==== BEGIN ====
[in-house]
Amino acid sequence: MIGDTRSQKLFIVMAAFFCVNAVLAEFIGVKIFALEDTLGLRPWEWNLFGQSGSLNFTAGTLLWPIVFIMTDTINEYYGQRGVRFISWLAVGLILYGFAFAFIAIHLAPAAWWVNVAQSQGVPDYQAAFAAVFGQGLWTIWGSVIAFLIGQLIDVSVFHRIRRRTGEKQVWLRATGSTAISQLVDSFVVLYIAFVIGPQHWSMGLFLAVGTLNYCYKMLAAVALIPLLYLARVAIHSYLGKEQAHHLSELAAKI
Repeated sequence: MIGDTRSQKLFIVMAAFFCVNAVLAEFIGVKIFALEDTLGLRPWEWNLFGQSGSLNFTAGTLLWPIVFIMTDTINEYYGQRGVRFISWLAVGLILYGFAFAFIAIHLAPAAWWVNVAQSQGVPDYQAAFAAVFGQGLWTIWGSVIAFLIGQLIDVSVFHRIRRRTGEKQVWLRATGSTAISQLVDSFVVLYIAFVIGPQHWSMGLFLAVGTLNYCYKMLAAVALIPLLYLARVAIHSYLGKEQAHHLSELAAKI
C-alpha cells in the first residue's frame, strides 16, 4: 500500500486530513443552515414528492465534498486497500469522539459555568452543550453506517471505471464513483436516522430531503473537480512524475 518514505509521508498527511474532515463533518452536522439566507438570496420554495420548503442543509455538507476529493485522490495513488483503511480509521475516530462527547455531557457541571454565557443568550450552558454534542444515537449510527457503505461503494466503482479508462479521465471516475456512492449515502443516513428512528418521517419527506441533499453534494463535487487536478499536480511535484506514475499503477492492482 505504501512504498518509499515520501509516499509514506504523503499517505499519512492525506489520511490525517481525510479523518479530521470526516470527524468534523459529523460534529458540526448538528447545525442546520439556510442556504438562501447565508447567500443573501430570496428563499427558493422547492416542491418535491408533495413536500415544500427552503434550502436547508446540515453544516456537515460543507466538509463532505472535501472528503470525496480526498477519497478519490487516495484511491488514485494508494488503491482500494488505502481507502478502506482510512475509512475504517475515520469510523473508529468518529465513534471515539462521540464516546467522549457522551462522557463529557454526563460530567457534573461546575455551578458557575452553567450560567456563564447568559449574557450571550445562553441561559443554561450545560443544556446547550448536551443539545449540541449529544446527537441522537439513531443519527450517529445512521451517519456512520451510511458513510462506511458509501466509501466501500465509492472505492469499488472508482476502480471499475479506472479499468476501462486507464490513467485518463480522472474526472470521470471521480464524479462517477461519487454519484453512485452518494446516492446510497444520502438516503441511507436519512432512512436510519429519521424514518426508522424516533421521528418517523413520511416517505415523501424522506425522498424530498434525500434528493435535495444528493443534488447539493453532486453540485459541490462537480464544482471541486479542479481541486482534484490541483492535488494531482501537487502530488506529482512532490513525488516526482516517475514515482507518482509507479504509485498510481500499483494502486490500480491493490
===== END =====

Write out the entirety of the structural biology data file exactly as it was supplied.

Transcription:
[in-house]
Amino acid sequence: MIGDTRSQKLFIVMAAFFCVNAVLAEFIGVKIFALEDTLGLRPWEWNLFGQSGSLNFTAGTLLWPIVFIMTDTINEYYGQRGVRFISWLAVGLILYGFAFAFIAIHLAPAAWWVNVAQSQGVPDYQAAFAAVFGQGLWTIWGSVIAFLIGQLIDVSVFHRIRRRTGEKQVWLRATGSTAISQLVDSFVVLYIAFVIGPQHWSMGLFLAVGTLNYCYKMLAAVALIPLLYLARVAIHSYLGKEQAHHLSELAAKI
Repeated sequence: MIGDTRSQKLFIVMAAFFCVNAVLAEFIGVKIFALEDTLGLRPWEWNLFGQSGSLNFTAGTLLWPIVFIMTDTINEYYGQRGVRFISWLAVGLILYGFAFAFIAIHLAPAAWWVNVAQSQGVPDYQAAFAAVFGQGLWTIWGSVIAFLIGQLIDVSVFHRIRRRTGEKQVWLRATGSTAISQLVDSFVVLYIAFVIGPQHWSMGLFLAVGTLNYCYKMLAAVALIPLLYLARVAIHSYLGKEQAHHLSELAAKI
C-alpha cells in the first residue's frame, strides 16, 4: 500500500486530513443552515414528492465534498486497500469522539459555568452543550453506517471505471464513483436516522430531503473537480512524475 518514505509521508498527511474532515463533518452536522439566507438570496420554495420548503442543509455538507476529493485522490495513488483503511480509521475516530462527547455531557457541571454565557443568550450552558454534542444515537449510527457503505461503494466503482479508462479521465471516475456512492449515502443516513428512528418521517419527506441533499453534494463535487487536478499536480511535484506514475499503477492492482 505504501512504498518509499515520501509516499509514506504523503499517505499519512492525506489520511490525517481525510479523518479530521470526516470527524468534523459529523460534529458540526448538528447545525442546520439556510442556504438562501447565508447567500443573501430570496428563499427558493422547492416542491418535491408533495413536500415544500427552503434550502436547508446540515453544516456537515460543507466538509463532505472535501472528503470525496480526498477519497478519490487516495484511491488514485494508494488503491482500494488505502481507502478502506482510512475509512475504517475515520469510523473508529468518529465513534471515539462521540464516546467522549457522551462522557463529557454526563460530567457534573461546575455551578458557575452553567450560567456563564447568559449574557450571550445562553441561559443554561450545560443544556446547550448536551443539545449540541449529544446527537441522537439513531443519527450517529445512521451517519456512520451510511458513510462506511458509501466509501466501500465509492472505492469499488472508482476502480471499475479506472479499468476501462486507464490513467485518463480522472474526472470521470471521480464524479462517477461519487454519484453512485452518494446516492446510497444520502438516503441511507436519512432512512436510519429519521424514518426508522424516533421521528418517523413520511416517505415523501424522506425522498424530498434525500434528493435535495444528493443534488447539493453532486453540485459541490462537480464544482471541486479542479481541486482534484490541483492535488494531482501537487502530488506529482512532490513525488516526482516517475514515482507518482509507479504509485498510481500499483494502486490500480491493490